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I wish: From the sidelines
Jul 04, 2013 | 792 views | 0 0 comments | 25 25 recommendations | email to a friend | print

Shain Gillet

You know you’ve tried it before.

I know that you know that you’ve tried it at least once in your golfing life, recreationally or otherwise.

Those with an addictive sports personality, such as myself, have tried it more than once.

You know what I’m talking about ... you tee a ball higher than normal after crushing a ball 300-plus yards for the first time in your life and you think “I wonder what would happen if I tried to hit it harder.”

You’ll even do what I did a couple times, taking a queue from the “Happy Gilmore” movie and stepping back a couple paces in order to get a head start on a swing that will probably throw out your back, knees, and maybe even tear about half the ligaments in your leg if you don’t swing the driver just right.

Then you actually throw out your back, buckle your knees and probably feel like you tore a few ligaments in the process, all while barely hitting the ball off the tee and watching it land about 10 yards into the driving range.

For guys like Ryan Reisbeck and Ryan Winther, a pair of locals who took part in last week’s long drive competition, the ability to hit the ball near or beyond 400 yards is the norm. They have the flexibility, strength and about 10 to 12 drivers in the bag ready to use, and they could out-drive you with 75 percent of their full swing compared to 110 percent of yours.

If you don’t believe me, do a Google search on long drives and proceed to be amazed.

I used to be one of those guys, one of the guys who thought they could hit it a country mile the first time I picked up a driver and hit a ball 300 yards in a straight line.

It was a friend of my dad’s who fixed my horrible slice about six or seven years ago that got me started on the idea. I had seen a long drive competition on ESPN more than once, and the thought of giving a golf ball all I had was a good idea, even if I had an out-dated driver.

Once I hit one straight, I wanted to try it again ... and again ... and again.

Every time I swung faster, I could hear the sound of the ball hitting the sweet spot and watched as it went farther and farther down the range.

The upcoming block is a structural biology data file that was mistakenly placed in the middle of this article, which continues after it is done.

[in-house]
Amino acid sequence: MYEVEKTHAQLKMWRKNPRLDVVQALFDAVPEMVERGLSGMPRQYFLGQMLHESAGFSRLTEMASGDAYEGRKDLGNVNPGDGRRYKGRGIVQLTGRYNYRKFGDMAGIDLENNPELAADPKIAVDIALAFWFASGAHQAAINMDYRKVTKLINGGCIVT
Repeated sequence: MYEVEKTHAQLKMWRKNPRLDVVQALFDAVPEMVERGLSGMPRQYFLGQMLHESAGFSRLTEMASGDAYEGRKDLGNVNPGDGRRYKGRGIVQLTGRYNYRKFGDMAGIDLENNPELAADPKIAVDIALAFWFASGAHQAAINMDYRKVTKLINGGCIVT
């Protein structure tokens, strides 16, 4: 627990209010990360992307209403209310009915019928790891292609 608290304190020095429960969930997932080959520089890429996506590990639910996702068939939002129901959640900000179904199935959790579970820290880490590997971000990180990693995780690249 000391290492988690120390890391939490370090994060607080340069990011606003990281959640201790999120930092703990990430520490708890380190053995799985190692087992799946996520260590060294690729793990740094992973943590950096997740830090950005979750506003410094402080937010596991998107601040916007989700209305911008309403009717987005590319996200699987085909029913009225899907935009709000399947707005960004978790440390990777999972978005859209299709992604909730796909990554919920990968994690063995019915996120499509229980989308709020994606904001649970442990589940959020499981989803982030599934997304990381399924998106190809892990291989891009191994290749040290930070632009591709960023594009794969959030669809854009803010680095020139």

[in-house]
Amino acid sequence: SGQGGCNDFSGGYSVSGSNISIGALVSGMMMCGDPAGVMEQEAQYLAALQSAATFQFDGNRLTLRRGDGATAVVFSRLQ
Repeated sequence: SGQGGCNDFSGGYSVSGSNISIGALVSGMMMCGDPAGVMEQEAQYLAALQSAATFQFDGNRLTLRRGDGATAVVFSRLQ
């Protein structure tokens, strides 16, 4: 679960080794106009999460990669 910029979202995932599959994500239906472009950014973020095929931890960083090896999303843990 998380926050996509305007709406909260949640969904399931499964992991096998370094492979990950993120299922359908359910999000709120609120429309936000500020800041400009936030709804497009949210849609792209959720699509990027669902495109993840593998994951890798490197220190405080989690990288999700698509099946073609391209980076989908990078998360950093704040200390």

I bought a new driver, continued to do the same swing, and produced some pretty good results.

I even went to a demo day at a golf course with a 350-yard driving range, and proceeded to hit golf balls with one specific driver consistently onto the streets.

Don’t believe me? I have a witness to prove it.

But those days are gone already. At the time when I could swing that fast, I weighed a lot less and had the flexibility to produce the swing speed to hit a golf ball over and out of driving ranges.

Now, even though I’m still the longest hitter in my foursome, I can’t keep the ball in play anymore and have gained a significant amount of weight, taking away all the advantages I once had.

But even on my best day, I still couldn’t come close to the guys that do this for a living. My longest drive came when I hit the green at a 380-yard hole while playing with my dad and brother-in-law, but even that came with a 20-plus mile per hour wind at my back.

Give a long driver those conditions and they could probably hit it 450 yards or more, a scary and jaw-dropping experience that I’ve only witnessed on television. 

It was fun for me while it lasted, and even though I still have the urge to “tee it high and let it fly” every once in a while, something in the back of my mind tells me “don’t do it, you’ll only make it worse.”

My only chance to view something like a nice, long, straight drive nowadays will come on TV as I’m watching the professional golfers hit balls down the fairway of a long par-5.

At least I can still out-drive my foursome, and it still makes most of them jealous to this day.

It’s something to smile about for my golf game.

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